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Persisting in Folly

Russian Writers in Search of Wisdom, 1963–2013


Oliver Ready

The theme of foolishness has long occupied an unusually prominent place in Russian culture, touching on key questions of national, spiritual, and intellectual identity. In literature, the figure of the fool – and the voice of the fool – has carried additional appeal as an enduring source of comic and stylistic innovation. Never has this appeal been stronger than in the past half-century, whether as a reaction to the «scientific atheism» and official culture of the late-socialist era, or as a response to the intellectual and moral disorientation that accompanied the collapse of the Soviet Union.

Persisting in Folly traces three contrasting phases within this period: the «praise of folly» that underpins acknowledged samizdat masterpieces by Venedikt Erofeev, Yuz Aleshkovsky, and Sasha Sokolov; the sceptical appraisals of the Russian cult of the fool offered in the 1980s by Viktor Erofeev and Dmitry Galkovsky; and the legacy of this conflicted tradition in post-Soviet prose. By combining close readings with a rich comparative and contextual framework, this book charts a new path through recent Russian literature and offers a wide-ranging consideration of the causes and consequences of Russian writers’ enduring quest for wisdom through folly.

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Chapter 2: Not to Reason Why: Life against mind in the fiction of Yuz Aleshkovsky (Nikolai Nikolaevich, The Hand)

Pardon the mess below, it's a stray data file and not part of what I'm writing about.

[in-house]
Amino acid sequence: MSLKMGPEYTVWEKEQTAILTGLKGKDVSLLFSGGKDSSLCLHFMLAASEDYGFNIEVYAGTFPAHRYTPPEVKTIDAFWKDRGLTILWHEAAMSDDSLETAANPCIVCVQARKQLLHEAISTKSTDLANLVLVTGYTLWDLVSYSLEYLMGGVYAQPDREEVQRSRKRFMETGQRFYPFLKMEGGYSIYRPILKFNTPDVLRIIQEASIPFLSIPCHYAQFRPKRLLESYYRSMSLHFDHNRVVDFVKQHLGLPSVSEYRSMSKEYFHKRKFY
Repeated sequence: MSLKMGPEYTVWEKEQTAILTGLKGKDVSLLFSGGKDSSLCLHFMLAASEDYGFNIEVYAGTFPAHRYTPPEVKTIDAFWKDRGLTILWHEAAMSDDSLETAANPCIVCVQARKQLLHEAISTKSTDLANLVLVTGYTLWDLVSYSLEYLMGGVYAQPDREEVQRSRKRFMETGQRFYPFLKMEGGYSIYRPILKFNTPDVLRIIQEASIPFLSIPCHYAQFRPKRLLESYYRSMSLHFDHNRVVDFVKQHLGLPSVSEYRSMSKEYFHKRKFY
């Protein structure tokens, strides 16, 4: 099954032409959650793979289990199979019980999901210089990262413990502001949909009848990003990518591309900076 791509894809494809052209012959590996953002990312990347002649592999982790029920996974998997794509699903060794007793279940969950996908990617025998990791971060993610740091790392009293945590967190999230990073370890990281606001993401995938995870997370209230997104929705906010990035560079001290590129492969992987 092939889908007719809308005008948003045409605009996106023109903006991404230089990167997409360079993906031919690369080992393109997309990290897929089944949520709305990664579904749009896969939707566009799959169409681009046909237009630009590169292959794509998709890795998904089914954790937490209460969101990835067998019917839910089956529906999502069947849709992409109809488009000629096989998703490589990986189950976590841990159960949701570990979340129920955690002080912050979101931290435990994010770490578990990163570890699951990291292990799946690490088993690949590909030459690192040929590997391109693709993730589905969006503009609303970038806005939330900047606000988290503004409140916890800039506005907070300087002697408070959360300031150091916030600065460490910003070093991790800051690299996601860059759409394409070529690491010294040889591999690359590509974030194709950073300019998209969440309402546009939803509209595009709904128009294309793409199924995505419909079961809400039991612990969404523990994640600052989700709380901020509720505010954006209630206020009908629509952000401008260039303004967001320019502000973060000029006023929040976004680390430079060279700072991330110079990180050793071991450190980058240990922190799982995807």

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Not to Reason Why: Life against mind in the fiction of Yuz Aleshkovsky (Nikolai Nikolaevich, The Hand)

The ‘morning burden’ (utrennyaya nosha) borne by Venichka, ‘which nobody has yet called by name’,1 is to be understood, of course, not just as a hangover or a vague spiritual malaise, but as the historical guilt of the intelligent towards the ‘people’ (narod), the same guilt which, we are told, has always driven Russian intellectuals to drink: ‘They drank because they were honest’, says Black Moustache, ‘because they were unable to relieve the lot of the common man.’2 Through his self-identification with the figure of the fool Venichka identifies with this ‘common man’. In earnest or in jest? This, too, is part of the poema’s indeterminable ambivalence. Just as Venichka’s quest for humility over pride can seem excessive, as if mocking the Slavophile cult of integrity and intuition, so too his failed journey and immersion in the narod on the train borders on a parody of the male, kenotic quest for intellectual self-humbling played out in the novels and lives of Platonov, Pasternak and many others. More specifically it carries echoes of Lev Tolstoy’s fateful flight from Yasnaya Polyana shortly before his own death, travelling by train in third class and throwing himself into conversations (and, eventually, lectures) with fellow passengers.

Do these hints of parody suggest, in reality, a certain snobbishness on Erofeev’s part? So one sometimes hears among former...

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